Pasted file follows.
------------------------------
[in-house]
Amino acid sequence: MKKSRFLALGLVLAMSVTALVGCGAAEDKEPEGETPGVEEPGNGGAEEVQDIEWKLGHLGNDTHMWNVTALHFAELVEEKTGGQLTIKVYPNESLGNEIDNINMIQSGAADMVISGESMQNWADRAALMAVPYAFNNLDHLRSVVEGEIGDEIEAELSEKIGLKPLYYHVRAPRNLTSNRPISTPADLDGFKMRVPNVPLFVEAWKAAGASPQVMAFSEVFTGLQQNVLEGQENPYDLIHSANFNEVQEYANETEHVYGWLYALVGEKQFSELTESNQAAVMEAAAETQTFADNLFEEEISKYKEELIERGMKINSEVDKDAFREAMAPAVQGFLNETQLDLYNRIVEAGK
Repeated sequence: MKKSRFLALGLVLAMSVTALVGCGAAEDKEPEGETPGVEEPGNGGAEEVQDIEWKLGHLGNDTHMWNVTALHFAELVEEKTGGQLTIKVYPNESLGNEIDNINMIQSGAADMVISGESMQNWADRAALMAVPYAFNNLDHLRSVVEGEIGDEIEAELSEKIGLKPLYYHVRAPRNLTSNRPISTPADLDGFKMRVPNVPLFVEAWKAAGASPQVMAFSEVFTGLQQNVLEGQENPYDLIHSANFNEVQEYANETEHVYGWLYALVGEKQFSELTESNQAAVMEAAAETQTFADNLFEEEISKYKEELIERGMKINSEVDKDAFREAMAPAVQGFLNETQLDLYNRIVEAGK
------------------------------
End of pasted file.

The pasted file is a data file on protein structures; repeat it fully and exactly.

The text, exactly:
[in-house]
Amino acid sequence: MKKSRFLALGLVLAMSVTALVGCGAAEDKEPEGETPGVEEPGNGGAEEVQDIEWKLGHLGNDTHMWNVTALHFAELVEEKTGGQLTIKVYPNESLGNEIDNINMIQSGAADMVISGESMQNWADRAALMAVPYAFNNLDHLRSVVEGEIGDEIEAELSEKIGLKPLYYHVRAPRNLTSNRPISTPADLDGFKMRVPNVPLFVEAWKAAGASPQVMAFSEVFTGLQQNVLEGQENPYDLIHSANFNEVQEYANETEHVYGWLYALVGEKQFSELTESNQAAVMEAAAETQTFADNLFEEEISKYKEELIERGMKINSEVDKDAFREAMAPAVQGFLNETQLDLYNRIVEAGK
Repeated sequence: MKKSRFLALGLVLAMSVTALVGCGAAEDKEPEGETPGVEEPGNGGAEEVQDIEWKLGHLGNDTHMWNVTALHFAELVEEKTGGQLTIKVYPNESLGNEIDNINMIQSGAADMVISGESMQNWADRAALMAVPYAFNNLDHLRSVVEGEIGDEIEAELSEKIGLKPLYYHVRAPRNLTSNRPISTPADLDGFKMRVPNVPLFVEAWKAAGASPQVMAFSEVFTGLQQNVLEGQENPYDLIHSANFNEVQEYANETEHVYGWLYALVGEKQFSELTESNQAAVMEAAAETQTFADNLFEEEISKYKEELIERGMKINSEVDKDAFREAMAPAVQGFLNETQLDLYNRIVEAGK